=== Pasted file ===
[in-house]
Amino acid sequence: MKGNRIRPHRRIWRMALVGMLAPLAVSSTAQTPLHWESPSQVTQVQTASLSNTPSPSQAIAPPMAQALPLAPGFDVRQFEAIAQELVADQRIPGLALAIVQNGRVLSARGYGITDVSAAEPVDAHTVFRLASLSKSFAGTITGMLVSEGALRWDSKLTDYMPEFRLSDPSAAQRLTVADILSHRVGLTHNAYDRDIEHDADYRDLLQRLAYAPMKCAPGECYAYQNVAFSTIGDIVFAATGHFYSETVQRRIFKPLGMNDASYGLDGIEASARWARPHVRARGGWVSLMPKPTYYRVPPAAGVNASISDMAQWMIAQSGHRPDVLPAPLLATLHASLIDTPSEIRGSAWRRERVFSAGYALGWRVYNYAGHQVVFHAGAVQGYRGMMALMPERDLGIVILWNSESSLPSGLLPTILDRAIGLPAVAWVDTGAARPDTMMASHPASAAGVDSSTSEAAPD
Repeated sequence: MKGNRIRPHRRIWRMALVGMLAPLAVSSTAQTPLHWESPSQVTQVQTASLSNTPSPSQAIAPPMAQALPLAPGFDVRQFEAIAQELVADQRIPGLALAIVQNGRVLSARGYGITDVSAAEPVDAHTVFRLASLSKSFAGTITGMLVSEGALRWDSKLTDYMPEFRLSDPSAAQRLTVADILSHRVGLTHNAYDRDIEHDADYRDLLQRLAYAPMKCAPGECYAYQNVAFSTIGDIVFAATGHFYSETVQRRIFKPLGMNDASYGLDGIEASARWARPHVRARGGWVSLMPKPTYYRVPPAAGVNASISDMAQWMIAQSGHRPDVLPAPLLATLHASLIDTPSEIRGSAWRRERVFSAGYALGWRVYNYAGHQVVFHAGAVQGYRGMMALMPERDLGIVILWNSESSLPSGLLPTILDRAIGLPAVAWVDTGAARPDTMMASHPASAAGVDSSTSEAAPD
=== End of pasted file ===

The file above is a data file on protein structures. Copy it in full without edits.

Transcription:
[in-house]
Amino acid sequence: MKGNRIRPHRRIWRMALVGMLAPLAVSSTAQTPLHWESPSQVTQVQTASLSNTPSPSQAIAPPMAQALPLAPGFDVRQFEAIAQELVADQRIPGLALAIVQNGRVLSARGYGITDVSAAEPVDAHTVFRLASLSKSFAGTITGMLVSEGALRWDSKLTDYMPEFRLSDPSAAQRLTVADILSHRVGLTHNAYDRDIEHDADYRDLLQRLAYAPMKCAPGECYAYQNVAFSTIGDIVFAATGHFYSETVQRRIFKPLGMNDASYGLDGIEASARWARPHVRARGGWVSLMPKPTYYRVPPAAGVNASISDMAQWMIAQSGHRPDVLPAPLLATLHASLIDTPSEIRGSAWRRERVFSAGYALGWRVYNYAGHQVVFHAGAVQGYRGMMALMPERDLGIVILWNSESSLPSGLLPTILDRAIGLPAVAWVDTGAARPDTMMASHPASAAGVDSSTSEAAPD
Repeated sequence: MKGNRIRPHRRIWRMALVGMLAPLAVSSTAQTPLHWESPSQVTQVQTASLSNTPSPSQAIAPPMAQALPLAPGFDVRQFEAIAQELVADQRIPGLALAIVQNGRVLSARGYGITDVSAAEPVDAHTVFRLASLSKSFAGTITGMLVSEGALRWDSKLTDYMPEFRLSDPSAAQRLTVADILSHRVGLTHNAYDRDIEHDADYRDLLQRLAYAPMKCAPGECYAYQNVAFSTIGDIVFAATGHFYSETVQRRIFKPLGMNDASYGLDGIEASARWARPHVRARGGWVSLMPKPTYYRVPPAAGVNASISDMAQWMIAQSGHRPDVLPAPLLATLHASLIDTPSEIRGSAWRRERVFSAGYALGWRVYNYAGHQVVFHAGAVQGYRGMMALMPERDLGIVILWNSESSLPSGLLPTILDRAIGLPAVAWVDTGAARPDTMMASHPASAAGVDSSTSEAAPD